We returned to the Shanti Lodge and again ate on our roof, deciding to have some of our mushroom chocolates for desert a few hours later, once dinner had digested. I sat surfing and chatting to some kid that ran the internet café whilst checking in with the real world, in its digital disguise, before heading back for our special snack. It was Sarah’s first time trying them, and she gagged as we chewed on the strange tasting treats. I told her to count herself lucky, as the fresh ones taste so much worse, kind of like having to walk through hell to reach heaven. We only took a small dose, just testing the water so she didn’t drown. I personally love looking at the bottom of that ocean, but didn’t want her fighting the frightening fun of the darkside on her first ride.

We smoked a joint in our room, then perched in our favoured position on the restaurant’s roof terrace, waiting willingly for the waves to arrive. A thirty-something waiter with glasses and worn out eyes, named Rowry, who was finishing work and closing up for the night started speaking to us. Out of nowhere he asked if we smoked hashish, which we denied, and said ‘only cigarettes’, offering him one from my now nearly destroyed packet. He declined, asking why our eyes were red, and we passed it off as tiredness, explaining that the constant travels were taking their toll. In hindsight, it’s not beyond belief that by then we could have been looking pretty spacefaced and goofy as we giggled in each other’s company at the constant jokes we were delivering to one another.

He invited us to see the rooftop, which we were unaware even existed. There was a complete 360 degree view of Agra, as far back as it went. We spoke for a while and he took my last cigarette now that he wasn’t in view of the hotel security cameras. He was a Muslim man and any talk of the history between England and India saw him get aggravated. I explained how I thought that there were both positive and negative moments, but he wasn’t having any of it, seemingly cutting of the conversation as he looked off into the distance. His wife was pregnant and nearly due, and he told us of his anxiousness. I told him that now was the time to really stand up, be a great father forever and look after his wife. He agreed, then requested a quiet word without Sarah’s audience, so I leant in, and he whispered “My wife…baby is near, but we still have the sex…is this good?” I had to get him to confirm what I heard, before offering that ‘as long as she is ok, you’re careful and it doesn’t hurt her, then it’s fine’, and how not to worry about harming the baby as it won’t disturb it. Bless him, I thought it was sweet how he chose to find solace in me, a stranger, with his secret worries. I could understand it though as perhaps he doesn’t have a close friend to call upon, or the necessary resources to enquire about these things within his community. He seemed hugely relieved, like a weight had been lifted, and showed us photos of her on his phone that she’d taken herself, doing the ‘Myspace pose’. He asked why we weren’t married, saying that we were both good, beautiful, lovely people, and I explained that while I agree that we make an amazing couple, we have years to enjoy such magical moments and shouldn’t do it all right away. He bid us farewell, leaving us to gaze at the thousands of stars on offer in the sky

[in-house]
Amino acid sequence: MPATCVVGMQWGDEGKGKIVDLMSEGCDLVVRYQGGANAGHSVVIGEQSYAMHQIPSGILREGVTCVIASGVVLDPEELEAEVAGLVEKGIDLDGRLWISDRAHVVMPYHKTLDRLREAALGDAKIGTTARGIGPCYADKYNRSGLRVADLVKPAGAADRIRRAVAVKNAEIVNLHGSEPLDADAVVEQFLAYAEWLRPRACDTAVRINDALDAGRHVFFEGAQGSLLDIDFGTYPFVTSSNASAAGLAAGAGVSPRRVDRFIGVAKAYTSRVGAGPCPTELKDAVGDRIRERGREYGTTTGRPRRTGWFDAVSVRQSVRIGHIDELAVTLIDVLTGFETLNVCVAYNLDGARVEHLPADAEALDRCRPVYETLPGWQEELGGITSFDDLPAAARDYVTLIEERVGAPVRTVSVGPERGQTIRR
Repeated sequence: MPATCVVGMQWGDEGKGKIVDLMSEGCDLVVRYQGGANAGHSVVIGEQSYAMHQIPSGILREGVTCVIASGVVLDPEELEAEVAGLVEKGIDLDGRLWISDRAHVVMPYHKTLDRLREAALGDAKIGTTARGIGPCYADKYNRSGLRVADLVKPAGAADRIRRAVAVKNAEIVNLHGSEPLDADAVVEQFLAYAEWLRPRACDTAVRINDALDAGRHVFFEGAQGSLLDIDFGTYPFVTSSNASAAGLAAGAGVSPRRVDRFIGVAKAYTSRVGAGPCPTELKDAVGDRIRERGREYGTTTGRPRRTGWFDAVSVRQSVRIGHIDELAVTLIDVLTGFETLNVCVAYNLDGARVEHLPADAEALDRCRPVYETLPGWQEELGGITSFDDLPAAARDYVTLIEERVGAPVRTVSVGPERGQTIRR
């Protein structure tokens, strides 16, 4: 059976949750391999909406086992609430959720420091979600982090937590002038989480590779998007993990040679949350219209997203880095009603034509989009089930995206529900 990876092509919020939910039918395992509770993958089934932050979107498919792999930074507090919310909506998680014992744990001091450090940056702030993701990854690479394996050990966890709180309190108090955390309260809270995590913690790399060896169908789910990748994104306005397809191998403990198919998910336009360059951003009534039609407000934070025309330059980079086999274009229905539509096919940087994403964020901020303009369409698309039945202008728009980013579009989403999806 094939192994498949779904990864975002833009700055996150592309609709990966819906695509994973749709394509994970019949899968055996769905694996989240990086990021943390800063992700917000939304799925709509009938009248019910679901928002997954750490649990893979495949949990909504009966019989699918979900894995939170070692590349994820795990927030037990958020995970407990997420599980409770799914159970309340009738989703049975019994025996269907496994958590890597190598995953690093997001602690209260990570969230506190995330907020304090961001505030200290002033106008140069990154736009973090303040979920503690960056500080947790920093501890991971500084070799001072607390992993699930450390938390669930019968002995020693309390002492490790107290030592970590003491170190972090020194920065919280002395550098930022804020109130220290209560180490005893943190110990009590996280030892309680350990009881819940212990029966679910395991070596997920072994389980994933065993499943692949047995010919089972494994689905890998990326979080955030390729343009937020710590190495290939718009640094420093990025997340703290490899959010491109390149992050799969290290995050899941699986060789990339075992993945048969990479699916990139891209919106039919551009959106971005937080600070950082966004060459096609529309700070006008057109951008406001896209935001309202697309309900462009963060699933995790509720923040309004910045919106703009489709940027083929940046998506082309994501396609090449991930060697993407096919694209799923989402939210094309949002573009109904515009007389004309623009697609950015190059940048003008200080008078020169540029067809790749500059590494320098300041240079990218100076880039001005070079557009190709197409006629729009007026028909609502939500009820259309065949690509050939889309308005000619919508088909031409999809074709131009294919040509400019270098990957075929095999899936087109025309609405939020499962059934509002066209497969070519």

I realised that I hadn’t howled since I’d been here, the Moon absent from her usual spot every time my eyes have tried to pay her a visit. I have no idea where she has gone, perhaps the Sun has finally won, and now they are together in love. I decided to take Sarah on a date, so we could enjoy the four corners of the roof with each other. It was only about three by four metres wide, but each spot offered a different vantage point, and goings on in the lives of others. We noticed that our mild trip was underway as we pointed out the multitude of faces around us, each building looking like a different coloured angry Lego brick head with the windows, doors and shadows creating eyes, noses, mouths and frowning eyebrows. I always say seeing is believing, and when you both see the same thing, it is definitely there, be it only for that moment, or forever when seen with those newly open and now trained eyes.

We made our way back to our room to embrace faces, under the coolness of our shaky fan, as a speaker, from what I can only guess was the mosque or the Hindu’s temple, blared across the city and into our window, bang on 1.30am, for over half an hour.

We discussed what it is that can make a man evil, which I’ve currently been stewing on for the past month, and I came up with some delightfully dark ideas for The Bow-Tie Killer, my forthcoming poetry/music/theatre/ film masterpiece that I’m looking to start work on with my fellow Freewheeler, Guy Trinder, when I return to my favourite city.